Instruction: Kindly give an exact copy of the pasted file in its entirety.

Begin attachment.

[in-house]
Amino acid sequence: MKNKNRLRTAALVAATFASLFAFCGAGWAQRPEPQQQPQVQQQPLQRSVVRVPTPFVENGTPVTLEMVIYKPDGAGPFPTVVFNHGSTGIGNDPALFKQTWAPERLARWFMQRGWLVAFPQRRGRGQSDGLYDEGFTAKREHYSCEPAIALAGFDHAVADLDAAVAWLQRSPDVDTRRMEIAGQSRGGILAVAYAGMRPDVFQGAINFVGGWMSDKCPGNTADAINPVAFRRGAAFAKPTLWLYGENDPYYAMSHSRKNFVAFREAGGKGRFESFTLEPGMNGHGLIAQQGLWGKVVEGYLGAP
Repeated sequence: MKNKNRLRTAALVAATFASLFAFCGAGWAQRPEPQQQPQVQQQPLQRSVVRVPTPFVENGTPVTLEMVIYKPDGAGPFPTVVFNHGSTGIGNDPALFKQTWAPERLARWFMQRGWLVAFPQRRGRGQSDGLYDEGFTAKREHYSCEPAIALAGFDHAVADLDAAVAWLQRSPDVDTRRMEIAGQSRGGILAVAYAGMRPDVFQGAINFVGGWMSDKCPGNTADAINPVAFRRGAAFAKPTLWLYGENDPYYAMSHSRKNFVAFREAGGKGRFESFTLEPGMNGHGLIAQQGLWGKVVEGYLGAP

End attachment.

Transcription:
[in-house]
Amino acid sequence: MKNKNRLRTAALVAATFASLFAFCGAGWAQRPEPQQQPQVQQQPLQRSVVRVPTPFVENGTPVTLEMVIYKPDGAGPFPTVVFNHGSTGIGNDPALFKQTWAPERLARWFMQRGWLVAFPQRRGRGQSDGLYDEGFTAKREHYSCEPAIALAGFDHAVADLDAAVAWLQRSPDVDTRRMEIAGQSRGGILAVAYAGMRPDVFQGAINFVGGWMSDKCPGNTADAINPVAFRRGAAFAKPTLWLYGENDPYYAMSHSRKNFVAFREAGGKGRFESFTLEPGMNGHGLIAQQGLWGKVVEGYLGAP
Repeated sequence: MKNKNRLRTAALVAATFASLFAFCGAGWAQRPEPQQQPQVQQQPLQRSVVRVPTPFVENGTPVTLEMVIYKPDGAGPFPTVVFNHGSTGIGNDPALFKQTWAPERLARWFMQRGWLVAFPQRRGRGQSDGLYDEGFTAKREHYSCEPAIALAGFDHAVADLDAAVAWLQRSPDVDTRRMEIAGQSRGGILAVAYAGMRPDVFQGAINFVGGWMSDKCPGNTADAINPVAFRRGAAFAKPTLWLYGENDPYYAMSHSRKNFVAFREAGGKGRFESFTLEPGMNGHGLIAQQGLWGKVVEGYLGAP